Police Report Zero Citations as Residents Voluntarily Comply with E-Bike Ban

Police Report Zero Citations as Residents Voluntarily Comply with E-Bike Ban

The streets of Key Biscayne were so empty of e-bikes and scooters that it appeared as though a time warp had occurred, transporting us back to a period before the invention of lithium batteries.

Some were startled to see how few cars were on island roads in the first two days following an emergency ban on micromobility devices.

Frank Sousa, the police chief, stated on Saturday night, “0 tickets.” Following the Valentine’s Day death of a cherished tutor, Megan Andrews, the prohibition was implemented. The collision between her unpowered bike and the 12-year-old boy’s e-bike has been declared an accident by the authorities.

Officer Marcos Diaz was positioned on the Village Green on Saturday in his marked SUV. A boy on an e-bike, donning a motorbike helmet, hesitantly walked up.

With a warm smile on his face, Diaz got out of his automobile.

In response to a subdued inquiry over the restriction of e-bike use to Crandon Boulevard, Diaz stated, “You’re doing the right thing.” After giving the child a pat on his helmet, he sent him on his way.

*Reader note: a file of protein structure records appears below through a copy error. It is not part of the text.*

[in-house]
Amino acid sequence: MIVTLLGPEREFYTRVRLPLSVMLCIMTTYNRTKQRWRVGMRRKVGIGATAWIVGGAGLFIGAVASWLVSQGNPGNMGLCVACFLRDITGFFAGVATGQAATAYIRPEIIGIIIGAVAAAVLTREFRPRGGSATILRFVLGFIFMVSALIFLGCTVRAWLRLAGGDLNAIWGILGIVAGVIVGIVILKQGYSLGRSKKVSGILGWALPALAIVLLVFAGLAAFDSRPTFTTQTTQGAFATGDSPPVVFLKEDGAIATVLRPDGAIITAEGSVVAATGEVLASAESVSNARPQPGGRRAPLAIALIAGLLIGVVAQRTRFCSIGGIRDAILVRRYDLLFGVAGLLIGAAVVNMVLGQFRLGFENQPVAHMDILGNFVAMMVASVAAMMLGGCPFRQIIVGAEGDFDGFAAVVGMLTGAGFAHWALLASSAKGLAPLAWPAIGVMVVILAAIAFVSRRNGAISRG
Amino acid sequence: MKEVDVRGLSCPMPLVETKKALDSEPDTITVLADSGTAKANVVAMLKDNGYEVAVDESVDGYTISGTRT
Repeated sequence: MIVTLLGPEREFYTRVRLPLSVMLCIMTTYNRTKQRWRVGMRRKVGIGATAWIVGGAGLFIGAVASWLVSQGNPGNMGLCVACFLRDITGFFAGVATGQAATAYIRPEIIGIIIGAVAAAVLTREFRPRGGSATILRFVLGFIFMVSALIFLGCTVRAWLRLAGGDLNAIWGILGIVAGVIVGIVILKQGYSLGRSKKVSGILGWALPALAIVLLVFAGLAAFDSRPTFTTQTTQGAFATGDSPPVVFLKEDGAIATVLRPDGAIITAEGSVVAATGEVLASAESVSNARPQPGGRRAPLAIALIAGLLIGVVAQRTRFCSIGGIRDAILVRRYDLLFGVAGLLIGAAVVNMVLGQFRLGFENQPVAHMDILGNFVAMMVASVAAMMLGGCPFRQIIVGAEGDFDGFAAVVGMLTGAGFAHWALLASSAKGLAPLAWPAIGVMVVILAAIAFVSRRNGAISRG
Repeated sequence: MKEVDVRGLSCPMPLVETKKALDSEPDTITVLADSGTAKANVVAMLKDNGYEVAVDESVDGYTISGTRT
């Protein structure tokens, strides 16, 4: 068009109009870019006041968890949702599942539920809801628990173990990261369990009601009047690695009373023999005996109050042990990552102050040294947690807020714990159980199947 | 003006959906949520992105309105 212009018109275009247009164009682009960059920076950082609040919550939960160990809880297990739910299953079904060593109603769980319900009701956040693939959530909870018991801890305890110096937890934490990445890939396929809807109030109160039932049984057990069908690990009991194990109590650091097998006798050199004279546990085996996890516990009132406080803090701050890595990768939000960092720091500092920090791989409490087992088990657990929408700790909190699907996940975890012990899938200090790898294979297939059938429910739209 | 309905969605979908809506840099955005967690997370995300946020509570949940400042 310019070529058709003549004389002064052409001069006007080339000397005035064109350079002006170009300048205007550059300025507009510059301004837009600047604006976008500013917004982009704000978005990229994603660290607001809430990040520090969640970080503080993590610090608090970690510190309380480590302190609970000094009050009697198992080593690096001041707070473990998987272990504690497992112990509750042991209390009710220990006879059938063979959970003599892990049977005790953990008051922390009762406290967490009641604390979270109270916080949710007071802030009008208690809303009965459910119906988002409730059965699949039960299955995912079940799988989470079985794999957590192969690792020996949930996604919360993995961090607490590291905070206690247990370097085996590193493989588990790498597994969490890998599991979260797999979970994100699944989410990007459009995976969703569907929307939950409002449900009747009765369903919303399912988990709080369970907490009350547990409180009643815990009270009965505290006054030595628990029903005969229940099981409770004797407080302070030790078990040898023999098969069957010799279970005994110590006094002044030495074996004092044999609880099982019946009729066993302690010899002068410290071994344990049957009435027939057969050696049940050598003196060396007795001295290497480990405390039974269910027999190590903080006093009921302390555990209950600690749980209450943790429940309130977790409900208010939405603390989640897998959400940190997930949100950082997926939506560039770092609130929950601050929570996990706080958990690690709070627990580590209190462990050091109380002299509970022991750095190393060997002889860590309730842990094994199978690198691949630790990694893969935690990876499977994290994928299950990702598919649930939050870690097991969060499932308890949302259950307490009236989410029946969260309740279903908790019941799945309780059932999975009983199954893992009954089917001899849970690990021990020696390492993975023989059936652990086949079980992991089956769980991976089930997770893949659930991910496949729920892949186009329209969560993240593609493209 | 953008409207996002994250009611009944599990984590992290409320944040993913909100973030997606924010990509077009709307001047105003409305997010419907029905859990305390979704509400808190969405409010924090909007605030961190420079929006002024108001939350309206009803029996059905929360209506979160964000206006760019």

Ready to hand out color flyers to any bikers he might come across, Diaz carried a stack of them with him. He added that multiple notices of the prohibition were distributed close to MAST Academy.

Mayor Joe Rasco announced that he had contacted the principals of the nearby schools to inform them that action was imminent before the Village Council approved the ban on Friday. Many children had been riding scooters to school with their backpacks securely fastened in the hours prior to the prohibition.

Vice Mayor Allison McCormick predicted noncompliance throughout the debate, to the point where the Council will examine a permanent ban and a resolution for the impoundment of e-bikes and scooters in March.

However, the island’s roadways were devoid of loud, swift machines for the first two days at least; the only vehicles there were a few joggers, rollerbladers, and unpowered bicycles. And a bunch of kids putting up a makeshift lemonade stand in front of a house.

Yes, a time warp.

“What a breath of fresh air,” remarked former council member Luis de la Cruz. “Not having to deal with an e-bike landscape akin to Mad Max on our idyllic island.”

The riders, many of whom are adults, who relied on micromobility devices for their commute are left behind.

The Key Biscayne Chamber of Commerce recommended using Freebee or the bus for such commuters.

State law, according to officials, only gave the Village an all-or-nothing choice; Key Biscayne was not permitted to enact age or licensing limitations. A year ago, a bill put forth by state representative Vicki Lopez that would have permitted more complex regulation was killed in the Florida Legislature.

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